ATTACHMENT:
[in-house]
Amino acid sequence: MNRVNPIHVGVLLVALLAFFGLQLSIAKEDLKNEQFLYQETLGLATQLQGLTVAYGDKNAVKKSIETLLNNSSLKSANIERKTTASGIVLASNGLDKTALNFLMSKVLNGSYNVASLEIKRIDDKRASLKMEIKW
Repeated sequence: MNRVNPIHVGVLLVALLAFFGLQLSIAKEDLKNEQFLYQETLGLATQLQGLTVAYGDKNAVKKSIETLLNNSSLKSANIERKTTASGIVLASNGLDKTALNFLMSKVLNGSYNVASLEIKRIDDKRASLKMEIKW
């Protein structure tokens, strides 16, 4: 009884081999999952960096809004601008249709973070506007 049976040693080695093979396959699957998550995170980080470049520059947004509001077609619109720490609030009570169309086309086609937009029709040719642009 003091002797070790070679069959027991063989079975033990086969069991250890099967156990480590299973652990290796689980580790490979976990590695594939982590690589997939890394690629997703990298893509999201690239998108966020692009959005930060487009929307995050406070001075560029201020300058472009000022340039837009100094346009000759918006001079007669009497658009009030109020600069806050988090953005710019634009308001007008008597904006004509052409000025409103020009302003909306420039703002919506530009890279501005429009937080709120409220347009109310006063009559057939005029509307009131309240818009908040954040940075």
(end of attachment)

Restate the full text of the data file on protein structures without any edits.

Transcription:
[in-house]
Amino acid sequence: MNRVNPIHVGVLLVALLAFFGLQLSIAKEDLKNEQFLYQETLGLATQLQGLTVAYGDKNAVKKSIETLLNNSSLKSANIERKTTASGIVLASNGLDKTALNFLMSKVLNGSYNVASLEIKRIDDKRASLKMEIKW
Repeated sequence: MNRVNPIHVGVLLVALLAFFGLQLSIAKEDLKNEQFLYQETLGLATQLQGLTVAYGDKNAVKKSIETLLNNSSLKSANIERKTTASGIVLASNGLDKTALNFLMSKVLNGSYNVASLEIKRIDDKRASLKMEIKW
């Protein structure tokens, strides 16, 4: 009884081999999952960096809004601008249709973070506007 049976040693080695093979396959699957998550995170980080470049520059947004509001077609619109720490609030009570169309086309086609937009029709040719642009 003091002797070790070679069959027991063989079975033990086969069991250890099967156990480590299973652990290796689980580790490979976990590695594939982590690589997939890394690629997703990298893509999201690239998108966020692009959005930060487009929307995050406070001075560029201020300058472009000022340039837009100094346009000759918006001079007669009497658009009030109020600069806050988090953005710019634009308001007008008597904006004509052409000025409103020009302003909306420039703002919506530009890279501005429009937080709120409220347009109310006063009559057939005029509307009131309240818009908040954040940075």